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Don’t Buy That Sweater. It’s Exploiting a Woman.

Don’t Buy That Sweater. It’s Exploiting a Woman.

It creeps into your feed as you try to avoid more bad news: a richly-colored turtleneck, not a knock-off of a famous designer, but close enough to the haute couture sweater you saw on a model in a magazine that was so expensive that you’d have to forgo housing for that month to put a down payment on it.

But wait, this is reasonably priced – $39. How can something you’ve only dreamt of be so affordable and so convenient since it appeared in one of your daily swipedowns? It’s such a bargain you just click “Shop Now” and buy it. It was too good to pass up.

But pass it up you must. Buying that sweater only contributes to the exploitation of garment workers working in other countries. These workers, predominantly women, account for 13 percent of 3.4 billion of the global workforce but are some of the worst paid in the world, often laboring long hours in exploitative, unsafe, and poor working conditions.

The global fashion industry mints 1.2 trillion dollars a year yet many of these workers labor more than 60 hours a week to earn less than two dollars a day, struggling to provide food to their families; Forget about them affording medical care or pension programs. These workers clearly are not being compensated fairly for their creative efforts and hard labor. An industry that celebrates beauty of women on their fashion ramps, hides the ugly reality of ignoring the women’s rights, social justice, and basic needs of humanity of their workers in third-world countries.

If the fashion industry assures its workers that if they don’t die of hunger, they die of something else.

The hazardous working conditions these 430 millions workers face furthers adds to the social cost borne by the fashion industry. The workers are forced to work in poorly ventilated and  under-developed facilities that result in cancer caused due to cotton dust, synthetic air particulates, textiles dyes, and solvents, respiratory diseases, adverse reproductive and fetal outcomes, damage to endocrine functioning, and musculoskeletal health hazards.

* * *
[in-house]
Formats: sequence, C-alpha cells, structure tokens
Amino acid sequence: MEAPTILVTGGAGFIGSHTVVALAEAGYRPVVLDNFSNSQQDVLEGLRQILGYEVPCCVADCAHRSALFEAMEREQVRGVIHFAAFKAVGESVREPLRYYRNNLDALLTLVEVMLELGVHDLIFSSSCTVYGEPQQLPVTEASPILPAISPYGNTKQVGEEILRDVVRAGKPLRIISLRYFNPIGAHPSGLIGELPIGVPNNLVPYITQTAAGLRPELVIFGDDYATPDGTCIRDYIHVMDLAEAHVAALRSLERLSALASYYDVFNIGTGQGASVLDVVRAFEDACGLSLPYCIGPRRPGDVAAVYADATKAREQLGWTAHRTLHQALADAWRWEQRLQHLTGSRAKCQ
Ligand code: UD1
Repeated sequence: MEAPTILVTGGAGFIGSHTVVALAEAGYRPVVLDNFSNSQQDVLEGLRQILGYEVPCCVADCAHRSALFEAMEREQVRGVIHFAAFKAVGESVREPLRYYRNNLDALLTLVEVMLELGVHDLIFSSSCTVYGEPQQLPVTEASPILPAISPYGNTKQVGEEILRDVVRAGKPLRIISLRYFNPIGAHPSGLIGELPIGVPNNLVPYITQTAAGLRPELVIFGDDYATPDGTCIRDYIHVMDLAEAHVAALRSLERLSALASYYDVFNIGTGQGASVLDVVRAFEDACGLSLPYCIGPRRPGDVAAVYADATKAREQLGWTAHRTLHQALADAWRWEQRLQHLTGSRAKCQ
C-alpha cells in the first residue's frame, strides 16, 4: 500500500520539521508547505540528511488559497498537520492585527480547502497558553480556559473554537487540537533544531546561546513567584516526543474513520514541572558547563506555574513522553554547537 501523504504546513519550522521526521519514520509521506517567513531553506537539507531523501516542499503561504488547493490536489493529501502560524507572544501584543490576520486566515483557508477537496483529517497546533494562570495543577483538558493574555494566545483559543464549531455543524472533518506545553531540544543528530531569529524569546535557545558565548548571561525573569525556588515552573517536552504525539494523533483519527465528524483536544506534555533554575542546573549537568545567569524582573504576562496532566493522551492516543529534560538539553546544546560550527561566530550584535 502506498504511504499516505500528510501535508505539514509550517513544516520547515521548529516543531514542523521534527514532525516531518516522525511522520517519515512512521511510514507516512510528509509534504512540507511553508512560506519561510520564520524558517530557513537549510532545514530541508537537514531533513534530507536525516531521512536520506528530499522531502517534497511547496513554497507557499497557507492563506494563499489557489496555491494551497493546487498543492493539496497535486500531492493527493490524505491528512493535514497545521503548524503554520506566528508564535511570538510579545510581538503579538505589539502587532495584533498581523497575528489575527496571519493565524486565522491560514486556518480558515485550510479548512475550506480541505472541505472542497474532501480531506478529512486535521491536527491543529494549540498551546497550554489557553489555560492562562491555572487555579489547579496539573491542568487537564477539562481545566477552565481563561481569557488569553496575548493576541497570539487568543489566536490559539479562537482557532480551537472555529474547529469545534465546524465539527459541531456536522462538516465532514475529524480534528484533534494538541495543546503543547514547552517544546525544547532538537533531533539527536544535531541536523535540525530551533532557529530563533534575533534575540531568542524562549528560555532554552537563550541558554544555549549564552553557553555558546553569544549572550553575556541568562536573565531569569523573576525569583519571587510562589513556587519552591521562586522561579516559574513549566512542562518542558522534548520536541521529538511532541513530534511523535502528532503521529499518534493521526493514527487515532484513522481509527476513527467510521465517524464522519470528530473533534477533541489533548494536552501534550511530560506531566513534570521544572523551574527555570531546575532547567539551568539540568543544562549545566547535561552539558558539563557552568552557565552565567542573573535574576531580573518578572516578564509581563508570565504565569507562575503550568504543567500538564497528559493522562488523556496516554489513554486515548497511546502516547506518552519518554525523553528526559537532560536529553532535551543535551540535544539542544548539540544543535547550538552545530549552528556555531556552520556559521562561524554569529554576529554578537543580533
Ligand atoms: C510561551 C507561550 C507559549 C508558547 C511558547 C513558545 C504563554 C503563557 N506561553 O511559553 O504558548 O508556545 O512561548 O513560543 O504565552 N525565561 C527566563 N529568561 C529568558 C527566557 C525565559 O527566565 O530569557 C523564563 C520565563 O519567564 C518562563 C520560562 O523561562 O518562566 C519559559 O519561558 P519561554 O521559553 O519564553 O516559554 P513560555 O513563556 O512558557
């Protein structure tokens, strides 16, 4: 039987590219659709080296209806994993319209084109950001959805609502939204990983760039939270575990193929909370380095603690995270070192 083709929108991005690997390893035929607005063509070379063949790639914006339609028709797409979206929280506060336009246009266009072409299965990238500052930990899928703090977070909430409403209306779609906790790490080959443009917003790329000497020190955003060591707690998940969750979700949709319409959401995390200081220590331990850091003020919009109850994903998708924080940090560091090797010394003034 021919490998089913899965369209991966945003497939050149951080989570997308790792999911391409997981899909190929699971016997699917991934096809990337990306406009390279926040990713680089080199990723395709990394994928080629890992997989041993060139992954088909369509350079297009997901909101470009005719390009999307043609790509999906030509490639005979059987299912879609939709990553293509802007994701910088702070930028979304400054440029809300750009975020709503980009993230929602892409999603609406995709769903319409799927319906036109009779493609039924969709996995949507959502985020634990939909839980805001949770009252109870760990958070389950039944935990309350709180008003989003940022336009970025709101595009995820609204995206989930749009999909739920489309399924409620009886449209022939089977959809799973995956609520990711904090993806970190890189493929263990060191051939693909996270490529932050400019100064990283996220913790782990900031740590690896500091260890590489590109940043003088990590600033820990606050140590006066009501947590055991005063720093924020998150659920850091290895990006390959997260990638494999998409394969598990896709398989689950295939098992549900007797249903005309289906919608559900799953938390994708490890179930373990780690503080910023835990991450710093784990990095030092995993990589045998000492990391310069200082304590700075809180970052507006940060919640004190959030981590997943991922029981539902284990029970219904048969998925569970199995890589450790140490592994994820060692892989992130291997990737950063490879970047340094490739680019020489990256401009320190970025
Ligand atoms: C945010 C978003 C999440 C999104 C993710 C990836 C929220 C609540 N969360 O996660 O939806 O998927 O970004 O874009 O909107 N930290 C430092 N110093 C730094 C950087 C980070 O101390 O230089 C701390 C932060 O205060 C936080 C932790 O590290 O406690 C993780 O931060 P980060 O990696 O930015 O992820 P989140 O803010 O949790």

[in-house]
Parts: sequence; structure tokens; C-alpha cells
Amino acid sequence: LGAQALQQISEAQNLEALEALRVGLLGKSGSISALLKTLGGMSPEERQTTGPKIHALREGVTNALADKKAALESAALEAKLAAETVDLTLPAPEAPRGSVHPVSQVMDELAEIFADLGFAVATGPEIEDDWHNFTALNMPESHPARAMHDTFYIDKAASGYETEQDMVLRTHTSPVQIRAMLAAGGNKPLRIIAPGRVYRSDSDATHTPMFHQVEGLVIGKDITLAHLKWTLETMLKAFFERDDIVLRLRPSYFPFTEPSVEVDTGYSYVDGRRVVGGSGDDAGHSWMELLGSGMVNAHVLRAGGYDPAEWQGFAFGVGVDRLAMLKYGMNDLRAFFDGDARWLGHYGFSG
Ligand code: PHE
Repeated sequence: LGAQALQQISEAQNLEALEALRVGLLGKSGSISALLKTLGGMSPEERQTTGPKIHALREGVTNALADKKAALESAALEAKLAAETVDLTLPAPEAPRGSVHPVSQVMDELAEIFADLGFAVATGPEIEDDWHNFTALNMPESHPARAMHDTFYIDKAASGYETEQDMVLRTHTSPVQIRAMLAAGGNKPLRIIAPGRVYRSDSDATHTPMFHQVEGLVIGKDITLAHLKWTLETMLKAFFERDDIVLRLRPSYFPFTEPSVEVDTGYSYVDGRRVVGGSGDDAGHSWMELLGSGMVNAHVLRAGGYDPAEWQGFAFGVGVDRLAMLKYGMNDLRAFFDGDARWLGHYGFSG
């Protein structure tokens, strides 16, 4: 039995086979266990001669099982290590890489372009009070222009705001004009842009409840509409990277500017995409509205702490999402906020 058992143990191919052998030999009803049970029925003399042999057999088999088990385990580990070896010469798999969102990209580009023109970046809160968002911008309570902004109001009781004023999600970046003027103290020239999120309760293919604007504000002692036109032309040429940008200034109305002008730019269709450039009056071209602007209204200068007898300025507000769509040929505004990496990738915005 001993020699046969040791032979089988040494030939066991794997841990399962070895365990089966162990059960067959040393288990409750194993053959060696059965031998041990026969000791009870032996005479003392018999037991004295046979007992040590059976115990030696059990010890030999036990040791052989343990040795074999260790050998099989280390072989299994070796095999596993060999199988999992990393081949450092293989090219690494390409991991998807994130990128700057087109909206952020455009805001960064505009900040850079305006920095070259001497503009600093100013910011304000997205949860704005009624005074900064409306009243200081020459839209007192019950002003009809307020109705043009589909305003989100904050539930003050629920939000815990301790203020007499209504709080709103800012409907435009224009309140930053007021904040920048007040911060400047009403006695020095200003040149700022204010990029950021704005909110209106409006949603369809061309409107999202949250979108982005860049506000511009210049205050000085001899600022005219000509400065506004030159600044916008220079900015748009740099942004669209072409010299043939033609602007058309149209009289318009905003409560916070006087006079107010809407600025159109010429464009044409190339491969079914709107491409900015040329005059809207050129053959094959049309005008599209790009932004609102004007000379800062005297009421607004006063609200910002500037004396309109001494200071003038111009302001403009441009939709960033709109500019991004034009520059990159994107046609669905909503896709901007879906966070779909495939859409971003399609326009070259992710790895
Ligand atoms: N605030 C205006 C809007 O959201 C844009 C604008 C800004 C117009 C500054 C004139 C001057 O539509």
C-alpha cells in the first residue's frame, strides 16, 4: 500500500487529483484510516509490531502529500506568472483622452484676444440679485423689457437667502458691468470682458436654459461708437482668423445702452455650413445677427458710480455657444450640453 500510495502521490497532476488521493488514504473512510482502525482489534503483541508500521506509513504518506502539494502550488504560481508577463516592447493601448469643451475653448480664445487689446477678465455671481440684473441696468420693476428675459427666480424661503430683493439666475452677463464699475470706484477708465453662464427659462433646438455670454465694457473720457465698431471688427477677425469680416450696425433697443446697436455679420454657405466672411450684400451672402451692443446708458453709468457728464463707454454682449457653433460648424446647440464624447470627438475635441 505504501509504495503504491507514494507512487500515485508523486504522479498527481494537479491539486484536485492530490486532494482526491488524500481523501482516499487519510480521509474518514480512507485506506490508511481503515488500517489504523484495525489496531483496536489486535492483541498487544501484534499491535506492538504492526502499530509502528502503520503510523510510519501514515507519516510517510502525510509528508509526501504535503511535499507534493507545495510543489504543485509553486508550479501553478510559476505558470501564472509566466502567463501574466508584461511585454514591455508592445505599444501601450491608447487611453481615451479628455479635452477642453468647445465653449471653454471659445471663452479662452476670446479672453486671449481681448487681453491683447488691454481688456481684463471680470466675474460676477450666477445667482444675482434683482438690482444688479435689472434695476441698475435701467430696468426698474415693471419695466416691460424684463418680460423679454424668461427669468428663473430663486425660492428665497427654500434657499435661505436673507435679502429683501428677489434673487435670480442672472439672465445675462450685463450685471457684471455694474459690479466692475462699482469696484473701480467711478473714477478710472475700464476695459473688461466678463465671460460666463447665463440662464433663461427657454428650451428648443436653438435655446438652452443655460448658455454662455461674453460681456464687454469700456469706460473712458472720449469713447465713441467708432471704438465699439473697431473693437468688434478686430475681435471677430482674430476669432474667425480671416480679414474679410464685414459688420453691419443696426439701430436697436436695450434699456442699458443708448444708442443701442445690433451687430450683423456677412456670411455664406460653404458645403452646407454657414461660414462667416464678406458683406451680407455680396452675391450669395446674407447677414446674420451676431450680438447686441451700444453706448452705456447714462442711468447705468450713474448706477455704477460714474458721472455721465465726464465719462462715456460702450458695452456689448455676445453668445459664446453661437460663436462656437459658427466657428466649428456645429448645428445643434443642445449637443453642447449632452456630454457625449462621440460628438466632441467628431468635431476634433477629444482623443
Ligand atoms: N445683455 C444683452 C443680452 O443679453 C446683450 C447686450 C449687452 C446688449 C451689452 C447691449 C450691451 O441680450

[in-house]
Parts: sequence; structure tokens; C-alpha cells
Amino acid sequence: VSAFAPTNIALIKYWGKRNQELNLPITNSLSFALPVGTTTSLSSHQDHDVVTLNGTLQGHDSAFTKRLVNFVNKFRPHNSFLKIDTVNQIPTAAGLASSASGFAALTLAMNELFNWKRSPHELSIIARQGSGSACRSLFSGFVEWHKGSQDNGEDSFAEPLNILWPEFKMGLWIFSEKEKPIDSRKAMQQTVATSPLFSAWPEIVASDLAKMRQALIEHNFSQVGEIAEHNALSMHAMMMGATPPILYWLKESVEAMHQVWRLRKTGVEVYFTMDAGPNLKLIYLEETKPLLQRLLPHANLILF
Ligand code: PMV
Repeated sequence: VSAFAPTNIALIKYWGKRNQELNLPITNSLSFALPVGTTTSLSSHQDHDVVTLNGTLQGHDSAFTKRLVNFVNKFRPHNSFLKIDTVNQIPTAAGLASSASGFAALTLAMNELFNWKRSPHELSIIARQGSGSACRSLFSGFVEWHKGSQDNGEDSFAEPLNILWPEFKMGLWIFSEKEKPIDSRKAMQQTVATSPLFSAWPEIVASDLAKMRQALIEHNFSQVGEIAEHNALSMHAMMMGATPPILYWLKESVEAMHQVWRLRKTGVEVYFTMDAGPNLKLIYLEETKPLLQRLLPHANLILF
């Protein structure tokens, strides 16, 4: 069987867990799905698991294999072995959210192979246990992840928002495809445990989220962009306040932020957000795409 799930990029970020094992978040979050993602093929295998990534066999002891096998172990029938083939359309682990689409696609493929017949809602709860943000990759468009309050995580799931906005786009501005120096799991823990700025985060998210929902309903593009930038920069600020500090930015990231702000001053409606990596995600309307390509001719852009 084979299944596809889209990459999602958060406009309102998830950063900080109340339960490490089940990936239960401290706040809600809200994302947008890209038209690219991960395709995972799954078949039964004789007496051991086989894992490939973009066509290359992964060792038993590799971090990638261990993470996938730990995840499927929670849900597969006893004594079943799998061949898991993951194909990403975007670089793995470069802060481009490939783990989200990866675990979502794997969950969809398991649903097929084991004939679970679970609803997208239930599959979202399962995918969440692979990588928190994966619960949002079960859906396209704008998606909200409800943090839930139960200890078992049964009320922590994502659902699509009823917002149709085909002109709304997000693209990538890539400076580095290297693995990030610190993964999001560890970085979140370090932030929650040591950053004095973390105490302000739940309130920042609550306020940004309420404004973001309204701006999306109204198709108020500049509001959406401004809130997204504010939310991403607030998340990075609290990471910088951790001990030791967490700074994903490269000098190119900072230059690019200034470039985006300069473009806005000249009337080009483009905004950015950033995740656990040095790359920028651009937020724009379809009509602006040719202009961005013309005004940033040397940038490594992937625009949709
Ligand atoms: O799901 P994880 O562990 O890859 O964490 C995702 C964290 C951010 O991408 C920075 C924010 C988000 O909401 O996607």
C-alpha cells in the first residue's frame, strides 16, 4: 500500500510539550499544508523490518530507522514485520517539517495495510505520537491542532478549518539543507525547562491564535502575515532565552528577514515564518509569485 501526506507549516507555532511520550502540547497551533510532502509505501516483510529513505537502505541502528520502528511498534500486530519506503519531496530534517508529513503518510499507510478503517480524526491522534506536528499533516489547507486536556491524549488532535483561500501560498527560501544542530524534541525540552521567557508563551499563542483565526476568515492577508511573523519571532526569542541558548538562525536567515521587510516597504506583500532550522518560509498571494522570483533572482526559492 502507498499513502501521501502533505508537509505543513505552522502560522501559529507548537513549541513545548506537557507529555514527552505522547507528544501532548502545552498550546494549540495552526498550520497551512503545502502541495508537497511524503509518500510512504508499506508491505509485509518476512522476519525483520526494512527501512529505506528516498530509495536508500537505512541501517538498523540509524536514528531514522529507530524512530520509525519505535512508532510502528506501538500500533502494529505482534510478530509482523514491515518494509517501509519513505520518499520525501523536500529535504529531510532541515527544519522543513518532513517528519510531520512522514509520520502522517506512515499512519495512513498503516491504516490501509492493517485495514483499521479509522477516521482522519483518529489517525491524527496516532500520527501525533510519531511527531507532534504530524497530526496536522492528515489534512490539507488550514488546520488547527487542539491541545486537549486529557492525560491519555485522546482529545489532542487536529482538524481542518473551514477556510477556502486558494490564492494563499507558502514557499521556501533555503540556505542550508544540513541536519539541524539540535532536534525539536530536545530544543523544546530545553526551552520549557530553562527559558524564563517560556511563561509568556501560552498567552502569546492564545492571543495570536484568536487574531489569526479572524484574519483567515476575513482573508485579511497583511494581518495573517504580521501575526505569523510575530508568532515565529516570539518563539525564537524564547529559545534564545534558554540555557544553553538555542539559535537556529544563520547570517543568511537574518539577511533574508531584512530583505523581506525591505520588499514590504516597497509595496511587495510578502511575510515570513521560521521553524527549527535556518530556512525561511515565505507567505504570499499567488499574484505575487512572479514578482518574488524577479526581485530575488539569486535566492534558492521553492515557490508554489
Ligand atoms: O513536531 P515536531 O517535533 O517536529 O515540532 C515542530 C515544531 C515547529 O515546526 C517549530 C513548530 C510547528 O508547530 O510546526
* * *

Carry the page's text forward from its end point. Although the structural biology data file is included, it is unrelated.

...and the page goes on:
Twenty-seven million workers worldwide are currently suffering from work-related illness and diseases.  In 2013, the fashion industry witnessed the historic garment-factory disaster — the Rana Plaza factory collapse, where more than 1100 workers were killed — but still waits to learn its lesson to provide safe working conditions to its workers.

Besides, the hypocrisy of this industry deserves condemnation. The same fashion industry that empowers women with confidence and self-expressions also cultivates a culture that encourages harassment and abuse of women. Considered as a weaker sex by their supervisors, these female workers come to work every day worrying about  the physical, verbal, or sexual ordeal they would endure in order to make their ends meet.

Refusing to support these companies isn’t a decision I came to easily. Sometimes the money that these workers earn  — approximately $2 per day — is all they can make; it’s often their only income even if it’s exploitation wages in adverse conditions.  But we need to decide how many human rights violations we will tolerate for a cute sweater. 100? 2000? 100,000?

I just can’t make some justifications, morally. As people who care for our world, we’ve stood and taken action for climate change, Black Lives, and voting rights.  It simply doesn’t make sense to say that 430 million working peoples’ lives don’t matter. That’s not who we are.

As consumers we hold power and can help change the dark side of this glamorous world of fashion. We should raise our voice through actions for the workers who cannot speak for themselves. We need an active boycott of corporate fashion brands that don’t treat and pay their workers fairly. Don’t be afraid to tell your favorite brands the social injustice they have cultivated over decades, whose price the workers continue to pay. It will generate a spark and make brands think about their workers.

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